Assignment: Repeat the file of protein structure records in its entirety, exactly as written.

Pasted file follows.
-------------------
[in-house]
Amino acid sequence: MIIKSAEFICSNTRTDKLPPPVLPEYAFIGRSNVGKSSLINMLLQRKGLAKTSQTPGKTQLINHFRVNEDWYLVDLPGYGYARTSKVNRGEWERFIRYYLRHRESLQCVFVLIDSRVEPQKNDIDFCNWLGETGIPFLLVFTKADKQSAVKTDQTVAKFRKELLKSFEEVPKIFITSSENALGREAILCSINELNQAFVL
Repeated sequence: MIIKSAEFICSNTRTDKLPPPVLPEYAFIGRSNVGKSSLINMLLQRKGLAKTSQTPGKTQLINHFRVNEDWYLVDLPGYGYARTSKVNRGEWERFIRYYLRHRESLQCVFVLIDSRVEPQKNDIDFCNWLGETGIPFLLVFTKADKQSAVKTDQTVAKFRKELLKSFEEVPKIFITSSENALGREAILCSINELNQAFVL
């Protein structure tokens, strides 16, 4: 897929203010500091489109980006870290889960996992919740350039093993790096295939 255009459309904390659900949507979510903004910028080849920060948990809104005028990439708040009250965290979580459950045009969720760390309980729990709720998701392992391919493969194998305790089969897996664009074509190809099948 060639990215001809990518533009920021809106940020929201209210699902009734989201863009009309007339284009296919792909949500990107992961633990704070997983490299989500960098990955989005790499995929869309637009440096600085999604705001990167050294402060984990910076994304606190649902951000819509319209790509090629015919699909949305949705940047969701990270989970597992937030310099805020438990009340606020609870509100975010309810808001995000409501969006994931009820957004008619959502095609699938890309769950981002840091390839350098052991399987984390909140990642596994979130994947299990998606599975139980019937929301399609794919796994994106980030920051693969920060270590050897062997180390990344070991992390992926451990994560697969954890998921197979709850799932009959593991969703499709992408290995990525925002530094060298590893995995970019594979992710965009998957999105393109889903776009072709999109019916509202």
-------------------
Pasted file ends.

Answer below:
[in-house]
Amino acid sequence: MIIKSAEFICSNTRTDKLPPPVLPEYAFIGRSNVGKSSLINMLLQRKGLAKTSQTPGKTQLINHFRVNEDWYLVDLPGYGYARTSKVNRGEWERFIRYYLRHRESLQCVFVLIDSRVEPQKNDIDFCNWLGETGIPFLLVFTKADKQSAVKTDQTVAKFRKELLKSFEEVPKIFITSSENALGREAILCSINELNQAFVL
Repeated sequence: MIIKSAEFICSNTRTDKLPPPVLPEYAFIGRSNVGKSSLINMLLQRKGLAKTSQTPGKTQLINHFRVNEDWYLVDLPGYGYARTSKVNRGEWERFIRYYLRHRESLQCVFVLIDSRVEPQKNDIDFCNWLGETGIPFLLVFTKADKQSAVKTDQTVAKFRKELLKSFEEVPKIFITSSENALGREAILCSINELNQAFVL
């Protein structure tokens, strides 16, 4: 897929203010500091489109980006870290889960996992919740350039093993790096295939 255009459309904390659900949507979510903004910028080849920060948990809104005028990439708040009250965290979580459950045009969720760390309980729990709720998701392992391919493969194998305790089969897996664009074509190809099948 060639990215001809990518533009920021809106940020929201209210699902009734989201863009009309007339284009296919792909949500990107992961633990704070997983490299989500960098990955989005790499995929869309637009440096600085999604705001990167050294402060984990910076994304606190649902951000819509319209790509090629015919699909949305949705940047969701990270989970597992937030310099805020438990009340606020609870509100975010309810808001995000409501969006994931009820957004008619959502095609699938890309769950981002840091390839350098052991399987984390909140990642596994979130994947299990998606599975139980019937929301399609794919796994994106980030920051693969920060270590050897062997180390990344070991992390992926451990994560697969954890998921197979709850799932009959593991969703499709992408290995990525925002530094060298590893995995970019594979992710965009998957999105393109889903776009072709999109019916509202």